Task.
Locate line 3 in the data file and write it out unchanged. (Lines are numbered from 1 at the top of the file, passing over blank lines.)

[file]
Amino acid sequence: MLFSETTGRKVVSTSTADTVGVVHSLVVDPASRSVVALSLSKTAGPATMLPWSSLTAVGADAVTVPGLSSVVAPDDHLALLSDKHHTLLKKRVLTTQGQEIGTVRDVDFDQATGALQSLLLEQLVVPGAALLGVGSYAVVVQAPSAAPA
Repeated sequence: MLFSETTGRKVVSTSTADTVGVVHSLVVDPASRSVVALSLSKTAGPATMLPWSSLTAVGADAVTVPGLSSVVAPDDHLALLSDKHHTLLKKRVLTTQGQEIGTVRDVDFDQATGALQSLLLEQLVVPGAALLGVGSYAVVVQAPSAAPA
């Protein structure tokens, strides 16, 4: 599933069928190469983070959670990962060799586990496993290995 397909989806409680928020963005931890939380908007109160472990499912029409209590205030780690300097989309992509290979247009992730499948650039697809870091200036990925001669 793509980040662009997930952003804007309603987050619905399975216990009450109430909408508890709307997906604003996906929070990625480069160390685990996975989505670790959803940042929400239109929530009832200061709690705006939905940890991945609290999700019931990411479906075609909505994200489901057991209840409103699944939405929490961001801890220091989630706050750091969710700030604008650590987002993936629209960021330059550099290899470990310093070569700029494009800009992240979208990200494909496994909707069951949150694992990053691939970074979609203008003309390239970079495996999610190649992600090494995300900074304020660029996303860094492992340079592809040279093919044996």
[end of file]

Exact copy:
């Protein structure tokens, strides 16, 4: 599933069928190469983070959670990962060799586990496993290995 397909989806409680928020963005931890939380908007109160472990499912029409209590205030780690300097989309992509290979247009992730499948650039697809870091200036990925001669 793509980040662009997930952003804007309603987050619905399975216990009450109430909408508890709307997906604003996906929070990625480069160390685990996975989505670790959803940042929400239109929530009832200061709690705006939905940890991945609290999700019931990411479906075609909505994200489901057991209840409103699944939405929490961001801890220091989630706050750091969710700030604008650590987002993936629209960021330059550099290899470990310093070569700029494009800009992240979208990200494909496994909707069951949150694992990053691939970074979609203008003309390239970079495996999610190649992600090494995300900074304020660029996303860094492992340079592809040279093919044996």